Introduction: Music in Ergon
We are delighted to announce the formation of a new section of Ergon centered on music of the Greek/American diaspora. The purpose of this initiative is to fill a critical gap in Greek/American diaspora scholarship by encouraging new research on music as a critical component of the diasporic experience. A central goal is to continue expanding the boundaries of literature beyond institutionalized conceptions of Greek music that privilege folk and art song. In addition to scholarship on Greek folk and art song, we will solicit contributions on genres as diverse as fusion, jazz, popular song, hip hop, and beyond. In addition, we approach this initiative from the bold perspective that there exists no singular Greek diaspora nor set repertoire of Greek diasporic music to be studied. Rather, understanding music as a fundamental activity through which people interact within and across cultures, we aim to examine how music is put to work as social practice through which actors define identities, negotiate boundaries, and construct diverse forms of belonging in Greek diasporic space.
Current scholarship on music of the Greek/American diaspora provides a relatively small but solid foundation for future research. The volume Greek Music in America (Bucuvalas 2019) is especially pertinent, as the first collection that surveys the history and scope of musical performance and research by Greek/Americans since the late 19th century. The recent publication Echoes of the Great Catastrophe: Re-sounding Anatolian Greekness in Diaspora (2021) by Panayotis League, offers the first in-depth ethnographic account of the ways in which music has contributed to understandings of place for the Anatolian Greek/American and global diaspora. Doctoral theses like Yiorgos Katsaros: Last of the Greek-American Café-Aman Singers (Frangos 1992) and Music, Politics, and Identity in Greece and the Greek American Diaspora (Kalamida 2003) offer critical insight into particular case studies of music put to use in the diasporic context for the purposes of cultural preservation, the expression of diasporic consciousness, and inspiring political action. Written sources external to academic scholarship also provide a foundation for future research. These include well-researched newspaper articles and essays like those of Steve Frangos and Dan Georgakas and the writings (and musical compositions) of scholar-musicians like Eric Ball that discuss the influence of Greek music, and in particular the mantinada, on his own compositional style.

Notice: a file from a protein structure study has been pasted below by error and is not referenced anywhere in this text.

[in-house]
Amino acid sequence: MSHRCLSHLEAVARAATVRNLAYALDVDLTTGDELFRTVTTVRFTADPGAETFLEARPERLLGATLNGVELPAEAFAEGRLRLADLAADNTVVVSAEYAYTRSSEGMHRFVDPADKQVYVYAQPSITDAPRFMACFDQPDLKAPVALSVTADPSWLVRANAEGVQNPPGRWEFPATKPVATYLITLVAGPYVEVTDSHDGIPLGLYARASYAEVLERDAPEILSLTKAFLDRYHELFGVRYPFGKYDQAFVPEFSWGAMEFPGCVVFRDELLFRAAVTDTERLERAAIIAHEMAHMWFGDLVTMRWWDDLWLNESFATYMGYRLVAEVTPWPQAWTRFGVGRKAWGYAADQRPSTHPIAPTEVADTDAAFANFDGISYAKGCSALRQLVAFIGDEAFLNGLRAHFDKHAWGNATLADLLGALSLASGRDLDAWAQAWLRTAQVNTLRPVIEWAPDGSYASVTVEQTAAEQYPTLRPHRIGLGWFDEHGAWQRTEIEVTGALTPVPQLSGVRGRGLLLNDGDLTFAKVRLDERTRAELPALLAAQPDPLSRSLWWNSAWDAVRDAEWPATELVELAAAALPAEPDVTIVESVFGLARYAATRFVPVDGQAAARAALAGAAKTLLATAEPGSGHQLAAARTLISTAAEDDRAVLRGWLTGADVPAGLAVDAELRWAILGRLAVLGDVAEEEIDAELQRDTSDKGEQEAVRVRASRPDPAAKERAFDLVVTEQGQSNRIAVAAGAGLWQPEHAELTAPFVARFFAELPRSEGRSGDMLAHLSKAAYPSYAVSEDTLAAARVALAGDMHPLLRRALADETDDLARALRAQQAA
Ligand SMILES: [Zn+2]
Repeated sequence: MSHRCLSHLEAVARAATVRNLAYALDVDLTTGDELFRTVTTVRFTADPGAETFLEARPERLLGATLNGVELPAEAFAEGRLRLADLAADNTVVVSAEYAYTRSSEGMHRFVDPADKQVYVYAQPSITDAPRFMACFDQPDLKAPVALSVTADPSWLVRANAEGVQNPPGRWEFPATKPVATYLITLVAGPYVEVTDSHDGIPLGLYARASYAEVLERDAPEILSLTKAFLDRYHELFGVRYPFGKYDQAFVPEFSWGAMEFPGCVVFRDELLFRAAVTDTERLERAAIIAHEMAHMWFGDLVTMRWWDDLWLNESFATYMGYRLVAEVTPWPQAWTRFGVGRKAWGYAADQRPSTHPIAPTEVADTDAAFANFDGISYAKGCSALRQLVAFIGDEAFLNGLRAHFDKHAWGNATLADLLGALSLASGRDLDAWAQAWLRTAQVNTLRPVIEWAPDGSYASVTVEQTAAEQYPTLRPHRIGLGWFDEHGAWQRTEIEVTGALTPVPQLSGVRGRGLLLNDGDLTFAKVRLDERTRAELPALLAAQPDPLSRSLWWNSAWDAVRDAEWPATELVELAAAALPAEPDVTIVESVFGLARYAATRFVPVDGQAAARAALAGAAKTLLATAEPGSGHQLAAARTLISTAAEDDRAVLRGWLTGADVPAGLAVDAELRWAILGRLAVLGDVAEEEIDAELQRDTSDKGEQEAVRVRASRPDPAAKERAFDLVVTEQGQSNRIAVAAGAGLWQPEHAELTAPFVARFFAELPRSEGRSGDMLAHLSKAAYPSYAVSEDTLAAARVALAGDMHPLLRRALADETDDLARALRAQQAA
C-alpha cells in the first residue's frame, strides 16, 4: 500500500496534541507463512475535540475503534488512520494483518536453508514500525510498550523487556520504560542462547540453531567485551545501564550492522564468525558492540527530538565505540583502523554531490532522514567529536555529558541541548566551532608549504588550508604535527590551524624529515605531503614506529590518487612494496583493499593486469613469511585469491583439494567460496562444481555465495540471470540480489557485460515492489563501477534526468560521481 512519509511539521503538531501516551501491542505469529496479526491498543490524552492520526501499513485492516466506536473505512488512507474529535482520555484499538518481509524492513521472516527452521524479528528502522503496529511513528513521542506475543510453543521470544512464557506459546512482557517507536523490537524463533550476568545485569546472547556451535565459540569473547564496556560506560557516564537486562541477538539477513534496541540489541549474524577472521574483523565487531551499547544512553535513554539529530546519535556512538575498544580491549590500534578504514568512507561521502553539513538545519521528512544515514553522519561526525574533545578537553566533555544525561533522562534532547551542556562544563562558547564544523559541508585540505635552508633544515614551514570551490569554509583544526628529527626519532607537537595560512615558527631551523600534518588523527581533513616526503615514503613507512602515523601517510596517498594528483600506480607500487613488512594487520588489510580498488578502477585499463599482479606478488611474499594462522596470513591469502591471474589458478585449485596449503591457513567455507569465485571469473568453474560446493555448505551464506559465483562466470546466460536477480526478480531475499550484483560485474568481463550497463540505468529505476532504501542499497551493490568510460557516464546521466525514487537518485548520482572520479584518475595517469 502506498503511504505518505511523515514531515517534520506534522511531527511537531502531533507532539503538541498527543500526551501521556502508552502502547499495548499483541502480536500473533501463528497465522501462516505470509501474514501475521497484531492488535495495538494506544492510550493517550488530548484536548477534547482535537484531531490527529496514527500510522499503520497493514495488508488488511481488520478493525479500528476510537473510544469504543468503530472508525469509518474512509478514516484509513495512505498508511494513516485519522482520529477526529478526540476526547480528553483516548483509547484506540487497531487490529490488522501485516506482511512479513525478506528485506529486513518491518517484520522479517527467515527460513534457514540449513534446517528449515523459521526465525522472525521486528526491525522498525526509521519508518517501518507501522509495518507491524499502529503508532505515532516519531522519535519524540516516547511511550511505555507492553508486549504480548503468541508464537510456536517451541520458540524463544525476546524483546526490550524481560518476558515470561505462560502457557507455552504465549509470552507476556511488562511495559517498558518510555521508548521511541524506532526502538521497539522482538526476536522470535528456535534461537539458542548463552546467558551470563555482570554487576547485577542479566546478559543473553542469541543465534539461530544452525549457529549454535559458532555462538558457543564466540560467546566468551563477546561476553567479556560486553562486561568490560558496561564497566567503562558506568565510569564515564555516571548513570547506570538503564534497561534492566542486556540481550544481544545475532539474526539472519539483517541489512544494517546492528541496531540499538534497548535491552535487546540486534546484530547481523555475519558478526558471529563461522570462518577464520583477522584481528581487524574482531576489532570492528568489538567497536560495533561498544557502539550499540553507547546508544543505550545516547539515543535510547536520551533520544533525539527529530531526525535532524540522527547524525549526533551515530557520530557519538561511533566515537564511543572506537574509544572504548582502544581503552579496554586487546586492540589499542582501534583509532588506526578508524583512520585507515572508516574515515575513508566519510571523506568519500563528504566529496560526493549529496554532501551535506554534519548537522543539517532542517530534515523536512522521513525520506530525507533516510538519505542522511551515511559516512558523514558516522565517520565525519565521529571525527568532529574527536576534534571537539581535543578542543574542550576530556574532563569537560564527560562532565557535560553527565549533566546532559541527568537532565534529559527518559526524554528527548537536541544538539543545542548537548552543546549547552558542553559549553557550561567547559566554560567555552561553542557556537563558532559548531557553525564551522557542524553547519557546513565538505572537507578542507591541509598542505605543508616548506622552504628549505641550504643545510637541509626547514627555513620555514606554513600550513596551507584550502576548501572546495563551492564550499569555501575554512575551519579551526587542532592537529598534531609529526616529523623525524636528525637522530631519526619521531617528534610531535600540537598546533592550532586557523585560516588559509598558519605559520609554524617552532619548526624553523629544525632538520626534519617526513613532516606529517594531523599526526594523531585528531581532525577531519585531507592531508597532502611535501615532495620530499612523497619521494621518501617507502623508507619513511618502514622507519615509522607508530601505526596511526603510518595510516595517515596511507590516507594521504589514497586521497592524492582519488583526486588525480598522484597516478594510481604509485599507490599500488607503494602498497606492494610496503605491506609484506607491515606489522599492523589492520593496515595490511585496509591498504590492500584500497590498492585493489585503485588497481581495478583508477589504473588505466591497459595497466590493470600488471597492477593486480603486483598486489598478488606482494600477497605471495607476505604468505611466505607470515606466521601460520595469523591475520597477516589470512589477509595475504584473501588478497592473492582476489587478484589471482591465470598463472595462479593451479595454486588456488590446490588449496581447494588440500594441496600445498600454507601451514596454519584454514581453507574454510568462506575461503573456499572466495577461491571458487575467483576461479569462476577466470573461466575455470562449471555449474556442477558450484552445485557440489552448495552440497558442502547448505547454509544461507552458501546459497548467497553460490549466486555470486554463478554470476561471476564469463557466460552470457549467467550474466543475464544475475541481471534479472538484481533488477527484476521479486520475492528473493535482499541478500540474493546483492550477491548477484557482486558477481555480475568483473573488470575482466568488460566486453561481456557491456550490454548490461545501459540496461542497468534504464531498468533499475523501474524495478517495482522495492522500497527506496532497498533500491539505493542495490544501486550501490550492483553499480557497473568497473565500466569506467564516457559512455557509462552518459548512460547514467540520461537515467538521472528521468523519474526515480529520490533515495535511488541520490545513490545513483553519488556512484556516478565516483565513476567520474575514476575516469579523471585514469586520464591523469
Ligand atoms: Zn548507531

While ethnomusicology—the study of music as culture—provides the core disciplinary framework for the Music section of Ergon, we aim to follow the example of publications like Thomas Turino and James Lea’s Identity and the Arts in Diaspora Communities (2004) and Tina Ramnarine’s Musical Performance in Diaspora (2007) that champion an interdisciplinary approach to music and diaspora studies. A central goal is to continue to push the field of ethnomusicology and of Modern Greek studies towards engaging with diaspora not as a discrete entity viewed within an ethnic or national framework, but as a shared space comprised of newcomers and those constructed as indigenous (Brah 1996). A fundamental question that we aim to answer asks how music can help us understand the Greek/American diaspora not as a discrete entity but as an intersectional space in which ethnic identity is just one of a number of identity markers like gender, class, and sexuality that inform the diasporic experience.